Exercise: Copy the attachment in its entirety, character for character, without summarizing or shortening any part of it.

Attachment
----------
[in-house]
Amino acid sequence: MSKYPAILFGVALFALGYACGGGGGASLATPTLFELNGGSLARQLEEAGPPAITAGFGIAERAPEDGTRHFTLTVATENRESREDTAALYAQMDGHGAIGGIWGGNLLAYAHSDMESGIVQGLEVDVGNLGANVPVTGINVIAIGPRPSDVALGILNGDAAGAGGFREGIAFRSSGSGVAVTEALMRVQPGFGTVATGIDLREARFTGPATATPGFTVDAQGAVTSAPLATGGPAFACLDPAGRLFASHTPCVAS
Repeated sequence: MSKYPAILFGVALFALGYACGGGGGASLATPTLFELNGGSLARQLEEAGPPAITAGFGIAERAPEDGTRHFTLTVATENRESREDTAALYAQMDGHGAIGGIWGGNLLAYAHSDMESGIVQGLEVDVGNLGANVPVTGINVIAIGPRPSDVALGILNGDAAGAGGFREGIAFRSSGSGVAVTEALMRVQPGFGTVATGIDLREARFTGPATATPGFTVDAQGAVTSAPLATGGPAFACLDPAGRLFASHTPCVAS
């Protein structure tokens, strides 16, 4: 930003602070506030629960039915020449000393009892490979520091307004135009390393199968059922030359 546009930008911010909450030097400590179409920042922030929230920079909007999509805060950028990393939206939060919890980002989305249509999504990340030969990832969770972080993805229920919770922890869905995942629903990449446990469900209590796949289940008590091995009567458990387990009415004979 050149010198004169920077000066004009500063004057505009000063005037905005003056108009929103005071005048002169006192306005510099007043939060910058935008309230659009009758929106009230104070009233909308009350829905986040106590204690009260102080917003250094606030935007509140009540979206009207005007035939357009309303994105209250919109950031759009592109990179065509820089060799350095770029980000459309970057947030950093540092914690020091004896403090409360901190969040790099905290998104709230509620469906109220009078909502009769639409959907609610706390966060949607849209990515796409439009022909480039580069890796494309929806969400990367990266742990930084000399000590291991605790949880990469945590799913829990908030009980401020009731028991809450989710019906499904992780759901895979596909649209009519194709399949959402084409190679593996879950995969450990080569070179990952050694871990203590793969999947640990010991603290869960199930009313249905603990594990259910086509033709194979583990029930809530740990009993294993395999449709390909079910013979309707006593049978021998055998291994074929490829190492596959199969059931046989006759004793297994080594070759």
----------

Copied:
[in-house]
Amino acid sequence: MSKYPAILFGVALFALGYACGGGGGASLATPTLFELNGGSLARQLEEAGPPAITAGFGIAERAPEDGTRHFTLTVATENRESREDTAALYAQMDGHGAIGGIWGGNLLAYAHSDMESGIVQGLEVDVGNLGANVPVTGINVIAIGPRPSDVALGILNGDAAGAGGFREGIAFRSSGSGVAVTEALMRVQPGFGTVATGIDLREARFTGPATATPGFTVDAQGAVTSAPLATGGPAFACLDPAGRLFASHTPCVAS
Repeated sequence: MSKYPAILFGVALFALGYACGGGGGASLATPTLFELNGGSLARQLEEAGPPAITAGFGIAERAPEDGTRHFTLTVATENRESREDTAALYAQMDGHGAIGGIWGGNLLAYAHSDMESGIVQGLEVDVGNLGANVPVTGINVIAIGPRPSDVALGILNGDAAGAGGFREGIAFRSSGSGVAVTEALMRVQPGFGTVATGIDLREARFTGPATATPGFTVDAQGAVTSAPLATGGPAFACLDPAGRLFASHTPCVAS
């Protein structure tokens, strides 16, 4: 930003602070506030629960039915020449000393009892490979520091307004135009390393199968059922030359 546009930008911010909450030097400590179409920042922030929230920079909007999509805060950028990393939206939060919890980002989305249509999504990340030969990832969770972080993805229920919770922890869905995942629903990449446990469900209590796949289940008590091995009567458990387990009415004979 050149010198004169920077000066004009500063004057505009000063005037905005003056108009929103005071005048002169006192306005510099007043939060910058935008309230659009009758929106009230104070009233909308009350829905986040106590204690009260102080917003250094606030935007509140009540979206009207005007035939357009309303994105209250919109950031759009592109990179065509820089060799350095770029980000459309970057947030950093540092914690020091004896403090409360901190969040790099905290998104709230509620469906109220009078909502009769639409959907609610706390966060949607849209990515796409439009022909480039580069890796494309929806969400990367990266742990930084000399000590291991605790949880990469945590799913829990908030009980401020009731028991809450989710019906499904992780759901895979596909649209009519194709399949959402084409190679593996879950995969450990080569070179990952050694871990203590793969999947640990010991603290869960199930009313249905603990594990259910086509033709194979583990029930809530740990009993294993395999449709390909079910013979309707006593049978021998055998291994074929490829190492596959199969059931046989006759004793297994080594070759």